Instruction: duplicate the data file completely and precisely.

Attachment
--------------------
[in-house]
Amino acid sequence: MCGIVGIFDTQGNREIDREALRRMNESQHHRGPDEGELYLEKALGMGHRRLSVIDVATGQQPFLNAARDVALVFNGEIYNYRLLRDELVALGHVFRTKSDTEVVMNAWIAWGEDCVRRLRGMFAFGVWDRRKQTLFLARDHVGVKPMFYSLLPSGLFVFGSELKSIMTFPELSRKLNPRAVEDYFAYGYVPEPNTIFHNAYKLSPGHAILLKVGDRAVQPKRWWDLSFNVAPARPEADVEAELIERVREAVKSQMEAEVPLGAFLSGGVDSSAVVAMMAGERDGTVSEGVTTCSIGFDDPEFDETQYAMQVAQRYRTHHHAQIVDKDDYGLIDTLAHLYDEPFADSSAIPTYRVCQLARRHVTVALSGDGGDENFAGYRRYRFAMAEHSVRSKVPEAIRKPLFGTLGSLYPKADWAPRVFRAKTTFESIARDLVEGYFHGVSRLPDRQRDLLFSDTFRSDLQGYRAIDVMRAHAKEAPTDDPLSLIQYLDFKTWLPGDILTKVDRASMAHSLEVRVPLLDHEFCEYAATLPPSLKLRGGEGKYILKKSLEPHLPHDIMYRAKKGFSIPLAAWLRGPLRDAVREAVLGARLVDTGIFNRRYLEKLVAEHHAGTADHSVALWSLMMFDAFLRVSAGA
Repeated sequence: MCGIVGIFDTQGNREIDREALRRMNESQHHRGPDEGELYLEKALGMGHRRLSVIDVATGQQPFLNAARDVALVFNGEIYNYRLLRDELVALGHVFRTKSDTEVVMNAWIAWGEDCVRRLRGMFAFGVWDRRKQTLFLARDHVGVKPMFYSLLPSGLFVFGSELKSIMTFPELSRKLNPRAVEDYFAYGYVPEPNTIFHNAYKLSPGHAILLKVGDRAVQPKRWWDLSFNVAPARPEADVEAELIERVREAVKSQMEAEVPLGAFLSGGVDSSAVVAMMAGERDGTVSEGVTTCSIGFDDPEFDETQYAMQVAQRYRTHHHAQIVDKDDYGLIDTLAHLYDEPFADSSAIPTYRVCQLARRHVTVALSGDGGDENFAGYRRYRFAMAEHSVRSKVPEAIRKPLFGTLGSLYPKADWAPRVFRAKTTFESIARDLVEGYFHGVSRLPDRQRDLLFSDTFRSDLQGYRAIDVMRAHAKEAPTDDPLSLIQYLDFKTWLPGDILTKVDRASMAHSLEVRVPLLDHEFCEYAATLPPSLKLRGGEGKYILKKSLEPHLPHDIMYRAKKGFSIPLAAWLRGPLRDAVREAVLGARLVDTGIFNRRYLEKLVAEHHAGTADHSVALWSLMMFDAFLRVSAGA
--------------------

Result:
[in-house]
Amino acid sequence: MCGIVGIFDTQGNREIDREALRRMNESQHHRGPDEGELYLEKALGMGHRRLSVIDVATGQQPFLNAARDVALVFNGEIYNYRLLRDELVALGHVFRTKSDTEVVMNAWIAWGEDCVRRLRGMFAFGVWDRRKQTLFLARDHVGVKPMFYSLLPSGLFVFGSELKSIMTFPELSRKLNPRAVEDYFAYGYVPEPNTIFHNAYKLSPGHAILLKVGDRAVQPKRWWDLSFNVAPARPEADVEAELIERVREAVKSQMEAEVPLGAFLSGGVDSSAVVAMMAGERDGTVSEGVTTCSIGFDDPEFDETQYAMQVAQRYRTHHHAQIVDKDDYGLIDTLAHLYDEPFADSSAIPTYRVCQLARRHVTVALSGDGGDENFAGYRRYRFAMAEHSVRSKVPEAIRKPLFGTLGSLYPKADWAPRVFRAKTTFESIARDLVEGYFHGVSRLPDRQRDLLFSDTFRSDLQGYRAIDVMRAHAKEAPTDDPLSLIQYLDFKTWLPGDILTKVDRASMAHSLEVRVPLLDHEFCEYAATLPPSLKLRGGEGKYILKKSLEPHLPHDIMYRAKKGFSIPLAAWLRGPLRDAVREAVLGARLVDTGIFNRRYLEKLVAEHHAGTADHSVALWSLMMFDAFLRVSAGA
Repeated sequence: MCGIVGIFDTQGNREIDREALRRMNESQHHRGPDEGELYLEKALGMGHRRLSVIDVATGQQPFLNAARDVALVFNGEIYNYRLLRDELVALGHVFRTKSDTEVVMNAWIAWGEDCVRRLRGMFAFGVWDRRKQTLFLARDHVGVKPMFYSLLPSGLFVFGSELKSIMTFPELSRKLNPRAVEDYFAYGYVPEPNTIFHNAYKLSPGHAILLKVGDRAVQPKRWWDLSFNVAPARPEADVEAELIERVREAVKSQMEAEVPLGAFLSGGVDSSAVVAMMAGERDGTVSEGVTTCSIGFDDPEFDETQYAMQVAQRYRTHHHAQIVDKDDYGLIDTLAHLYDEPFADSSAIPTYRVCQLARRHVTVALSGDGGDENFAGYRRYRFAMAEHSVRSKVPEAIRKPLFGTLGSLYPKADWAPRVFRAKTTFESIARDLVEGYFHGVSRLPDRQRDLLFSDTFRSDLQGYRAIDVMRAHAKEAPTDDPLSLIQYLDFKTWLPGDILTKVDRASMAHSLEVRVPLLDHEFCEYAATLPPSLKLRGGEGKYILKKSLEPHLPHDIMYRAKKGFSIPLAAWLRGPLRDAVREAVLGARLVDTGIFNRRYLEKLVAEHHAGTADHSVALWSLMMFDAFLRVSAGA